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The Mass Media

The Mass Media

The Mass Media

The MBTA Red Line is a metaphor for American society

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Colin Tsuboi
A train on the red line leaving the station. Photo by Colin Tsuboi / Mass Media Staff.

Many students at UMass Boston, myself included, take the MBTA Red Line everyday. Its issues are widely known: Trains stop in the middle of tracks, cars overheat and facilities are overcrowded. Beyond the lack of care, though, the system allows us to eavesdrop on community conversations.

“The company’s monthly balance turned out to be negative,” a voice will whisper on the phone. “You will be terminated next month.” Meanwhile, a similar commuter in a rush: “I will be running a couple minutes late, the train stopped at Porter.” All of the elements of Red Line transport make it more than a rapid transit system, but a living element of the Boston community. Riding it everyday has made me aware that the line is its own ecosystem, and its current state is a reflection of the government’s lack of care towards its people.

As you commute on its carpeted seats, you might wonder how this relates to the government. It has everything to do with American society: Everyone is in their own worlds, alone with their thoughts. I have seen many issues arise on the Red Line, such as someone complaining about how they were not feeling well, or a tourist desperately looking for help. I have even seen a girl, no older than college age, collapsing on methamphetamine. Seeing her face and how no one looked at her made me reflect on how alone we are. Each of these times, none of the Boston natives helped, reflecting how the government and society doesn’t care about its people. The moment you’re deviant to society’s norms, you’re out.

In the theater of the Red Line, the concert hall is its cars. The overcrowding, dirtiness, bad lighting and all other elements that embody it display the issues with the government and society. The commonwealth does not care about funding necessary commodities for its people. At the same time, the Green Line goes through many wealthy neighborhoods of Boston. Its vehicles are clean, well lit and have a steady flow. The government prevents the improvements of the Red Line as a way of separating the people.

The individuals who ride the MBTA change throughout the day, but the importance of certain types of riders is displayed by the system. In the mornings, trains come frequently, ensuring the corporate people get to work. If you ride the Red Line in the morning, you will see men wearing suits with well polished shoes and women looking gorgeous with their Burberry coats and Neverfulls, holding a cup of coffee in their hands. As many of them depart at South Station, the few who remain are often from a different monetary background. During mid-day, students and many others have to wait up to twenty minutes for a train. At Harvard station, it’s a similar story. Many tourists wear full couture outfits while homeless people walk around in the midst of the crowd, forced to sleep on benches in the station.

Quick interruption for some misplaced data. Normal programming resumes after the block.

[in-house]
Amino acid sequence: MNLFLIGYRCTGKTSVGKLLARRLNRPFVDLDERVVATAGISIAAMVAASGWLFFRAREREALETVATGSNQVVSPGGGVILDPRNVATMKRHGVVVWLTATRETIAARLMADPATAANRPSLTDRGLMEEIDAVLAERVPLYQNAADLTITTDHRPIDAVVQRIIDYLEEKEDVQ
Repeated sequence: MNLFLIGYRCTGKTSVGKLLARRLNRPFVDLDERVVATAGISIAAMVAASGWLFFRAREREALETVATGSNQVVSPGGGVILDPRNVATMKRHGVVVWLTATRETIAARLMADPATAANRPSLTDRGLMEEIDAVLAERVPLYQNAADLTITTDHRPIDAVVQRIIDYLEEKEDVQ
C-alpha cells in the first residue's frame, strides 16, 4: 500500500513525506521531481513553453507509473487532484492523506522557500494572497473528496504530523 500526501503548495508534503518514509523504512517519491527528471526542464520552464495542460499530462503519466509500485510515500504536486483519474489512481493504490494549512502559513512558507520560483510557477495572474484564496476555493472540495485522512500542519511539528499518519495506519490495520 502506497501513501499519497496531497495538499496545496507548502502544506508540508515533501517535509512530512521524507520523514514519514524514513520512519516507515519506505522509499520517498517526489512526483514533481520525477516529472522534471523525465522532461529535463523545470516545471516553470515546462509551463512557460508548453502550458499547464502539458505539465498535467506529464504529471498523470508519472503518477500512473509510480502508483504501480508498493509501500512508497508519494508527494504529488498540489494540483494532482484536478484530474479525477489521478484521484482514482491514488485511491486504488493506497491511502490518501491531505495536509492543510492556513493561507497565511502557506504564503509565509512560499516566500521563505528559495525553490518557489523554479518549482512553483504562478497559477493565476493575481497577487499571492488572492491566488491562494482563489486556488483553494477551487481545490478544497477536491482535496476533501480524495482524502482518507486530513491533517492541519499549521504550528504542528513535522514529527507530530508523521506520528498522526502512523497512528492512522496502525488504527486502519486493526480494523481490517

The Red Line, similar to its historical context of red-lining, separates the people by their economic status. If you take the train at Alewife, you will ride through gentrified neighborhoods and areas of high-rent. Up until South Station, most stops are cleaned, safe and well-taken care of by the MBTA administration. As you enter Broadway, Andrew, and the rest, the stations are not taken care of. Many times, I’ve seen needles thrown on the floor at Andrew, or smelled the stench of trash and sewage at JFK/UMass. The MBTA administration only cares about its most affluent riders and places, while ignoring those who actually need it.

Like many negative aspects of society, the Red Line’s problems would be fixed with more funding and governmental care, allowing for better train services and improving the comfort of its riders. At the same time, providing better structure to decaying stations, such as JFK/UMass, while ensuring that its riders are safe is essential. A more equitable distribution of resources to the Red Line beyond South Station would help close the economic gaps of its riders. The better treatment of the Red Line in less-affluent areas of Boston should be a government priority. However, we are all well aware that the government does not care. Despite this, riders should protest and make campaigns to enforce a better service of the MBTA. Lastly, creating a sense of community and less individualistic behaviors would simultaneously create a more helpful Red Line and show compassion for those who need it.

About the Contributor
Colin Tsuboi, Photographer